Showtime’s Penny Dreadful managed to breathe life into some the most trafficked characters in our collective pop culture. Frankenstein. The Wolfman. Dorian Gray. Creator John Logan managed to take these well-worn archetypes and offer a unique take.
Penny Dreadful is a gorgeous gothic horror series set in Victorian England. The production design is peerless. The acting is top-notch. And the stories are consistently interesting despite the familiarity of the faces. It was a big surprise and quickly turned into one of my favorite shows.
At the center of the mythology is a unique character: Vanessa Ives (Eva Green, Casino Royale). She’s a tortured soul, menaced by demonic forces beyond her comprehension and clinging to shreds of her Catholic faith. She’s the flashpoint of the otherworldly antagonism that our heroes find themselves embroiled in.
For Season Three, the writers have brought out the big guns (yes even bigger that last year’s moronic Satan-doll). Dracula is in the house and he has eyes for the lovely Ives. As the Dragon circles his prey (with his sights on using her power to end the world and let the bloodsuckers run free–or something, Ethan (Josh Hartnett) is trapped in the American West, battling his werewolf duality.
And that’s the thrust of Season 3, essentially a battle for the soul of Vanessa Ives. Dracula is a nice addition and we get a half-decent treatment of the legendary character. The reveal is drawn out a bit (and it’s not a big surprise) but he turns out to be an able heavy.
But, surprisingly–and a bit disappointingly–this buildup to the Final Showdown culminates in a rush job. The best sutff of Season 3 happens in the West with Ethan, his Apache father (Wes Studi!), Malcolm (Timothy Dalton) and Ethan’s biological (and wholly bad) father. There’s some great Old West-style stuff done here and Hartnett Makes Ethan a lot more complex than “having fleas suck.”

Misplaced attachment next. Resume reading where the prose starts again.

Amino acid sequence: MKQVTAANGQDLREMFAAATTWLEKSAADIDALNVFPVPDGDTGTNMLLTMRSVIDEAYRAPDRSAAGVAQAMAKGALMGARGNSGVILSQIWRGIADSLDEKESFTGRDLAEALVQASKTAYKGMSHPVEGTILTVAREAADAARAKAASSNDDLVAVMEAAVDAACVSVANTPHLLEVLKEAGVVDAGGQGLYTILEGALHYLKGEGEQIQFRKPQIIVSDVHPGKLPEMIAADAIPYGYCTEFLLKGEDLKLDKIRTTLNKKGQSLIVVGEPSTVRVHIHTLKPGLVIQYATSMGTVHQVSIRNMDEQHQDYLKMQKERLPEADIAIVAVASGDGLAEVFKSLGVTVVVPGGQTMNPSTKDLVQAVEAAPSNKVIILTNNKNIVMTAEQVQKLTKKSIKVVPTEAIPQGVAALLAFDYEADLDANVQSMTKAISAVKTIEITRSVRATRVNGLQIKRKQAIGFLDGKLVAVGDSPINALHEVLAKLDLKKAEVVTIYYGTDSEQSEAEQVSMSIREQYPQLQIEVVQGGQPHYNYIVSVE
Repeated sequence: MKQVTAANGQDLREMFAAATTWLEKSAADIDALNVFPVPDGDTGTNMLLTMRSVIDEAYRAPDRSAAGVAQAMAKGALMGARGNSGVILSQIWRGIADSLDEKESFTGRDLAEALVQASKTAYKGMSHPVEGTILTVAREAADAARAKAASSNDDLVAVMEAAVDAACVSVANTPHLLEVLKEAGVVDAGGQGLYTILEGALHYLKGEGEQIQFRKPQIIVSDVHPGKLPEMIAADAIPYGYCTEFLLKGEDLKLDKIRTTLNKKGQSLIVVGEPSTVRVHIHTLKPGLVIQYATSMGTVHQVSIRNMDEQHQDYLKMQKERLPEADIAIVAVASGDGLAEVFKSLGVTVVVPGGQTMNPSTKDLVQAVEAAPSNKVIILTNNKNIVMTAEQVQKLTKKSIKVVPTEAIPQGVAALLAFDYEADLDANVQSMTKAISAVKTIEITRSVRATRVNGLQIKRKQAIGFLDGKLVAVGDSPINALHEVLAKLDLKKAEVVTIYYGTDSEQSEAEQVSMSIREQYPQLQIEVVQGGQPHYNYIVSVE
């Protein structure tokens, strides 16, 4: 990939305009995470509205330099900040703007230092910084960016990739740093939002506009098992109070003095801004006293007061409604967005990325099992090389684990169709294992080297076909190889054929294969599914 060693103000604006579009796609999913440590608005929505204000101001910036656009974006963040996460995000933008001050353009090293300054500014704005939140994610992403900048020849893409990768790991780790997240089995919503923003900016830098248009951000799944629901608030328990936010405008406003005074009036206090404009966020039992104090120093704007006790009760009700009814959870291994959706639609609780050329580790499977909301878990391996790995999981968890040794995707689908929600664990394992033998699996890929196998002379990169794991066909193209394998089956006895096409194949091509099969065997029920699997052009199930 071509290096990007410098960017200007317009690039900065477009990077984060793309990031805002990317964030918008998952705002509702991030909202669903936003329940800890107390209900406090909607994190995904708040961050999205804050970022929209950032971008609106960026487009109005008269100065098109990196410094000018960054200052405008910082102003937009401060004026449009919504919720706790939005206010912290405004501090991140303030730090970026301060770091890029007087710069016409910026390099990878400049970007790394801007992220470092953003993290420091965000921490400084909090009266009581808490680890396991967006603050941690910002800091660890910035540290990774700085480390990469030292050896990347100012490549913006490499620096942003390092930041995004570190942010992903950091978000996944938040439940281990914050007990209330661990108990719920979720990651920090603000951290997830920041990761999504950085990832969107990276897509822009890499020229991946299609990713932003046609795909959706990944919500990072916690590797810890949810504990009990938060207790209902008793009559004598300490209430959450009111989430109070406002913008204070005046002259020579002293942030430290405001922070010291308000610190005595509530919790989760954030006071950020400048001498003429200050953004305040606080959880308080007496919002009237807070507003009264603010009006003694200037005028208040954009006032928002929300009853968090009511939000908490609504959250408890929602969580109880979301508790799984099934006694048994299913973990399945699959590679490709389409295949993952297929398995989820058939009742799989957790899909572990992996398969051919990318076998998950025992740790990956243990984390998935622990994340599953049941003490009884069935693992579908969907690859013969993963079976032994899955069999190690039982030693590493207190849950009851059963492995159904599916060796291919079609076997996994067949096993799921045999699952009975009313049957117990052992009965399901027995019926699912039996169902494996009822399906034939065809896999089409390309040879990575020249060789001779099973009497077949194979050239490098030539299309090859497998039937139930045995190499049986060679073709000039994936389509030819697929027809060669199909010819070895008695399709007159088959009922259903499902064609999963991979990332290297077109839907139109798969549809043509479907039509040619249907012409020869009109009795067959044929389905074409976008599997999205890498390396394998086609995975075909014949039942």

(Also disappointing: the entirety of Dorian and Dr. Frankenstein’s stories.)
It is at end of all things where Penny Dreadful where everything bows under the weight of the unknown future; Showtime confirmed the show’s cancellation after production. The final two episodes are an all-out sprint. The apocalypse happens in record time, the vampires roam the street and Vanessa Ives sits out the entire penultimate episode (?!) and essentially has a cameo in the finale.
And like that “The End” flashes on the screen and Penny Dreadhul is over. Also, it wraps up in a hugely depressing way. So, yeah, good times all around.
Look, at the end of the day it’s a great show and a decent season. The abruptness of its denouement is a soft kick to the testicles. Vanessa’s story, in particular fizzles out. A shame, since she’s been the key to it all from the get-go. But it’s still worth your time and it remains an absolute visual feast.
A visual feast made that much more delectable on Blu-ray: 1080p, 1.78:1 and a pair of high-end audio mixes (Dolby Atmos and Dolby TrueHD 7.1). Extras are okay: some modest featurettes on the production and set design and cast interviews.